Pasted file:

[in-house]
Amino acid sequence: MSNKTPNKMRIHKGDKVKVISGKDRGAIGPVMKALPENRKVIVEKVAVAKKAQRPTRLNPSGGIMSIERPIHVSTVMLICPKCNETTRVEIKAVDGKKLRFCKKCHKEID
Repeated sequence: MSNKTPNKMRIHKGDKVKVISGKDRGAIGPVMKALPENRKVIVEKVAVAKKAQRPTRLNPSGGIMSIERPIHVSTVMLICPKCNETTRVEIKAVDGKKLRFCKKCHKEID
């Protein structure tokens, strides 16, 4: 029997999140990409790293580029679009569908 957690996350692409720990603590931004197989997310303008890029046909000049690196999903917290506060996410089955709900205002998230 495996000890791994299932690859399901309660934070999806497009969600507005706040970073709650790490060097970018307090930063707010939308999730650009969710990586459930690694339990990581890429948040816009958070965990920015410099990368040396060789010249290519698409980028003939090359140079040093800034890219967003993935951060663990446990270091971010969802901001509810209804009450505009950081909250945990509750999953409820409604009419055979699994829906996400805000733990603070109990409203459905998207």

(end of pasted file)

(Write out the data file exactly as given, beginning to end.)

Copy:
[in-house]
Amino acid sequence: MSNKTPNKMRIHKGDKVKVISGKDRGAIGPVMKALPENRKVIVEKVAVAKKAQRPTRLNPSGGIMSIERPIHVSTVMLICPKCNETTRVEIKAVDGKKLRFCKKCHKEID
Repeated sequence: MSNKTPNKMRIHKGDKVKVISGKDRGAIGPVMKALPENRKVIVEKVAVAKKAQRPTRLNPSGGIMSIERPIHVSTVMLICPKCNETTRVEIKAVDGKKLRFCKKCHKEID
């Protein structure tokens, strides 16, 4: 029997999140990409790293580029679009569908 957690996350692409720990603590931004197989997310303008890029046909000049690196999903917290506060996410089955709900205002998230 495996000890791994299932690859399901309660934070999806497009969600507005706040970073709650790490060097970018307090930063707010939308999730650009969710990586459930690694339990990581890429948040816009958070965990920015410099990368040396060789010249290519698409980028003939090359140079040093800034890219967003993935951060663990446990270091971010969802901001509810209804009450505009950081909250945990509750999953409820409604009419055979699994829906996400805000733990603070109990409203459905998207």